The adjustment is a safe, natural, noninvasive procedure used by the chiropractor to restore and improve health. Learning the art of adjusting is a skill that requires years of study and practice.
Chiropractic doctors are the only health care professionals trained to deliver the chiropractic adjustment. Spinal adjustments by any other individual or health care professional have been shown to
be dangerous and less effective.
- What Is A Spinal Adjustment?
- When Should Spinal Adjustments Be Given?
- What Do Spinal Adjustments Do?
- The Non-Spinal Adjustment
What Is A Spinal Adjustment?
In basic terms, the spinal adjustment or spinal manipulation refers to the process in which the doctor of chiropractic skillfully applies controlled force into one or more "subluxated" vertebrae of the spine. The adjustment is also frequently used in the pelvic region to normalize the sacroiliac joints. The adjustment is usually delivered using the hands or through the use of a specialized mechanical tool.
When Should Spinal Adjustments Be Given?
Spinal adjustments are applied to certain vertebrae of the spine which are no longer in their proper position or where functioning has become impaired. Vertebrae which lose their normal position or proper motion are commonly termed vertebral subluxations. The chiropractor uses a number of unique tests and procedures to determine which, if any, vertebrae are subluxated. If subluxations are found, immediate correction is generally indicated. Since like cavities subluxations are not always painful during the initial stages, even those who are not experiencing back or neck discomfort should receive periodic spinal checkups.
What Do Spinal Adjustments Do?
Adjusting helps correct vertebral subluxations. Correcting subluxations reduces pain and inflammation, reduces muscle spasm and tension, normalizes spinal biomechanics and more importantly, can remove nerve irritation and interference which can improve overall health and wellness of the individual. Chiropractic adjustments are the only way to eliminate vertebral subluxations and only the chiropractor is trained to detect subluxations and deliver the chiropractic spinal adjustment to correct subluxations.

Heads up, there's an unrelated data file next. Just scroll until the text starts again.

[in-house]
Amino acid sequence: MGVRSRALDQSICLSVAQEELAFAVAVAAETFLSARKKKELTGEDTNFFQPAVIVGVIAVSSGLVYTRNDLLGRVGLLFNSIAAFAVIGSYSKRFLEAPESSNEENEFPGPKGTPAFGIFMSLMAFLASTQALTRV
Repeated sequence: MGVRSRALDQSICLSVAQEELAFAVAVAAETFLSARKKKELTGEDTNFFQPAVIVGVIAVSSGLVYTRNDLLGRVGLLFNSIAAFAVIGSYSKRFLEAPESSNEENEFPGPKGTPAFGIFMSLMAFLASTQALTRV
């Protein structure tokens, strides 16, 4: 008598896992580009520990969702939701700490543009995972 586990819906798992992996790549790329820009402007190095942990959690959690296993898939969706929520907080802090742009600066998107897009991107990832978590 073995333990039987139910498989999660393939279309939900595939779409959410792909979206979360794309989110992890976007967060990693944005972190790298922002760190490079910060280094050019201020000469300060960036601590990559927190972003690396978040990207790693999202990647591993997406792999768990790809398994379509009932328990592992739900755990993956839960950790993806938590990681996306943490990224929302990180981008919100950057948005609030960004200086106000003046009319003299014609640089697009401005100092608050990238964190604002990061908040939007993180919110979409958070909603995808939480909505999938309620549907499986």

The Non-Spinal Adjustment
In addition to adjusting the spine and pelvis, almost every other joint of the body can be adjusted by the chiropractor. This includes the joints of the hands and feet, wrists and ankles, elbows and knees, shoulders and hips, ribs and the jaw. In fact, some chiropractors are even trained in techniques to adjust the joints (sutures) of the skull.
Like the joints of the spine, joints in the extremities can also become misaligned and fixated. Chiropractic adjustive techniques can restore and enhance extremity joint functioning which can increase the life of the joint and keep wear and tear to a minimum. This is of special interest to athletes who generally demand optimal joint performance from highly stressed joints. Adjusting provides an immediate increase in joint range of motion and also supplies the joint with nutrients, as motion is the only way to bring nutrients into the joint cartilage and flush wastes products out.
Did your mother ever warn you that "cracking" your knuckles would give you arthritis? If she did, we're sorry to say that she was wrong! Research has actually shown that individuals who habitually "crack" their knuckles over their lifetime actually lower the incidence of arthritis in their knuckles compared with those who do not. Researchers believe the knuckle "cracking" increases joint nutrition and maintains joint motion, both of which are essential for a healthy joint.